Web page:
First, short term observations should be interpreted with caution: we need more data from the Antarctic, over longer time periods, to say with certainly what the long term trend is. Second, regional change is not the same as global mean change.

Couldn't agree more.  Practice what you preach, though.  Y'all are the same guys raising a fuss over warming on the Antarctic Peninsula and the Lassen Ice Shelf, less than 2% of Antarctica which in turn is only a small part of the globe.

I will give them the last word, from 2004:

 In short, we fully expect Antarctica to warm up in the future.

Of course, if they get the last word, I get the last chart (again from those dreaded satellites - wouldn't life be so much better at NASA without satellites?)


Update:  I ran the same seaonal analysis for may different areas of the world.  The one area I got a strong seasonal difference that made sense was for the Northern land areas above the tropics. 


This is roughly what one would predict from CO2 global warming (or other natural forcings, by the way).  The most warming is in the winter, when reduced snow cover area reduces albedo and so provides positive feedback, and when cold, dry night air is thought to be more sensitive to such forcings.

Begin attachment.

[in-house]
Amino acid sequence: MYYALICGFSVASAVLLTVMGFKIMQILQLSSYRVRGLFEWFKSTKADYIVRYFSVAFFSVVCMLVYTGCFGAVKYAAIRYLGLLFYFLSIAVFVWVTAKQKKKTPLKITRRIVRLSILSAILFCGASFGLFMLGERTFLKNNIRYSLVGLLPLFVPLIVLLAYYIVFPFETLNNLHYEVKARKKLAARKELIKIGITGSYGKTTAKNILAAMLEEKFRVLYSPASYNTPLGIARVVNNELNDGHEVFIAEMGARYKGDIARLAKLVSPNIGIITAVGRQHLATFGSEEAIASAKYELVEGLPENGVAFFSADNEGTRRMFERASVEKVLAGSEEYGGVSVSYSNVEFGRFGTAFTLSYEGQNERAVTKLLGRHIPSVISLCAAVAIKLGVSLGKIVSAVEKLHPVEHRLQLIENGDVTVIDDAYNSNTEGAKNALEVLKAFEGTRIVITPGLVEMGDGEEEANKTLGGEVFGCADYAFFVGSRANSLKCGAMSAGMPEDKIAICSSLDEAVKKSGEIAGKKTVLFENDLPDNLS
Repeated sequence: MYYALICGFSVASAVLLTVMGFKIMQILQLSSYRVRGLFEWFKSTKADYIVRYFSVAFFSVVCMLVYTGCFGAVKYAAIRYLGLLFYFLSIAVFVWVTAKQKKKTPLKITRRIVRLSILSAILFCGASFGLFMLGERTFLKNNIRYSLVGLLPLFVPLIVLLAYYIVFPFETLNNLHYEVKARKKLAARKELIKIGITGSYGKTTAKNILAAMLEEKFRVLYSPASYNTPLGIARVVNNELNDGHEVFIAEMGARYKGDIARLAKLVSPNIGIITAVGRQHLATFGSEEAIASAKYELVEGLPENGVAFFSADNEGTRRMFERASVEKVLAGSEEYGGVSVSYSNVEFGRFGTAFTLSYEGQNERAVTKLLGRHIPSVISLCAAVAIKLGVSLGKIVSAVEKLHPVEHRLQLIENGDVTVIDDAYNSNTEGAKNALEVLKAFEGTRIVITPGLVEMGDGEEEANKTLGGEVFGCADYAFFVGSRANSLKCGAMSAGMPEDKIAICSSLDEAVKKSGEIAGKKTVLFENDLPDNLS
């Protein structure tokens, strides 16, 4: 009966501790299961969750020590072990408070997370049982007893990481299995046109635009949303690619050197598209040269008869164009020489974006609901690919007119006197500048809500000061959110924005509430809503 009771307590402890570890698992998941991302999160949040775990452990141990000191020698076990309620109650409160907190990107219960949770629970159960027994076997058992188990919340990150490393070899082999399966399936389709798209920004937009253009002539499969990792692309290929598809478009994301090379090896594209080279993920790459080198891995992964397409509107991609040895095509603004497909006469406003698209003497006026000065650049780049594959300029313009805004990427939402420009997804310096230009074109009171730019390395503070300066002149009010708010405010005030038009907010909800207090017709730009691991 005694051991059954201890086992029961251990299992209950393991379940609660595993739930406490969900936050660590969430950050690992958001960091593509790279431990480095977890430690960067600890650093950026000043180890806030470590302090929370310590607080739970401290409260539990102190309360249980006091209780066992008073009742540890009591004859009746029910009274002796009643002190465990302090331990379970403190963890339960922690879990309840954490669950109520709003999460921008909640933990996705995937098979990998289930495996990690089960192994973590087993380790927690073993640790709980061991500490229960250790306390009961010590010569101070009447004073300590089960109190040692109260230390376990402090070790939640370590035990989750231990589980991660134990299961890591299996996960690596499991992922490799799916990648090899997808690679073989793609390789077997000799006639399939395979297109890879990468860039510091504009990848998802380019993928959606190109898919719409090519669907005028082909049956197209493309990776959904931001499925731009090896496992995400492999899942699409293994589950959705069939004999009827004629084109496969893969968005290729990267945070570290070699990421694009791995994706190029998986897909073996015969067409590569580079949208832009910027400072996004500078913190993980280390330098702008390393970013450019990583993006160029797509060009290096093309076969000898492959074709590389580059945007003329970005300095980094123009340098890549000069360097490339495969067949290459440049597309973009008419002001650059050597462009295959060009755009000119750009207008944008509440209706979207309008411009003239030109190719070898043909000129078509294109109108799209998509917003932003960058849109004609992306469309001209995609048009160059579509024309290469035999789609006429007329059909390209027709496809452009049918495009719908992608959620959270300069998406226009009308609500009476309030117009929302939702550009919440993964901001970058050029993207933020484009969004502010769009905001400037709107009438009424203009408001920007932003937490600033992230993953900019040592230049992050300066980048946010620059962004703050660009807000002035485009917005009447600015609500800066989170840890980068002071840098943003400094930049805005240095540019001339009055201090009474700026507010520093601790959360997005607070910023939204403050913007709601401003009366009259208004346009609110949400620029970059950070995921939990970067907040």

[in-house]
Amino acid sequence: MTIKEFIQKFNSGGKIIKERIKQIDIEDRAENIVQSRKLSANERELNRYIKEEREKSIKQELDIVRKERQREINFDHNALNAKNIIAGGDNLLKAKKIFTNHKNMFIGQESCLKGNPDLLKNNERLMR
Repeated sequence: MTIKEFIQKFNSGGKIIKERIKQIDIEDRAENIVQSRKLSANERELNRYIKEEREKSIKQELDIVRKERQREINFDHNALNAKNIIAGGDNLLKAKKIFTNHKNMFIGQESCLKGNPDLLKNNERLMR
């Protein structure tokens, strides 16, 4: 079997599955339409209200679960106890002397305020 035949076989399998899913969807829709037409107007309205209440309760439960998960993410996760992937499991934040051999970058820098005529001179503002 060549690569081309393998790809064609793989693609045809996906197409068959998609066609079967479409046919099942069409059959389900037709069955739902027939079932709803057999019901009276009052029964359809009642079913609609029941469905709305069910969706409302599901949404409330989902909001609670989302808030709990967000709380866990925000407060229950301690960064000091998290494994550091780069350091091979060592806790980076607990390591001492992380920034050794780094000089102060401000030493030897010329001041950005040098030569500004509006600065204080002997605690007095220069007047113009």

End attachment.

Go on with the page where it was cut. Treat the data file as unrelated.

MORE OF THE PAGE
For those confused -- the ocean sea ice anomaly is mainly in the summer, the land snow/ice extent anomaly will appear mostly in the winter.

Computer Models

Al Gore has argued that computer models can be trusted to make long-term forecasts, because Wall Street has been using such models for years.  From the New York Times:

In fact, most Wall Street computer models radically underestimated the risk of the complex mortgage securities, they said. That is partly because the level of financial distress is “the equivalent of the 100-year flood,” in the words of Leslie Rahl, the president of Capital Market Risk Advisors, a consulting firm.

But she and others say there is more to it: The people who ran the financial firms chose to program their risk-management systems with overly optimistic assumptions and to feed them oversimplified data. This kept them from sounding the alarm early enough.

Top bankers couldn’t simply ignore the computer models, because after the last round of big financial losses, regulators now require them to monitor their risk positions. Indeed, if the models say a firm’s risk has increased, the firm must either reduce its bets or set aside more capital as a cushion in case things go wrong.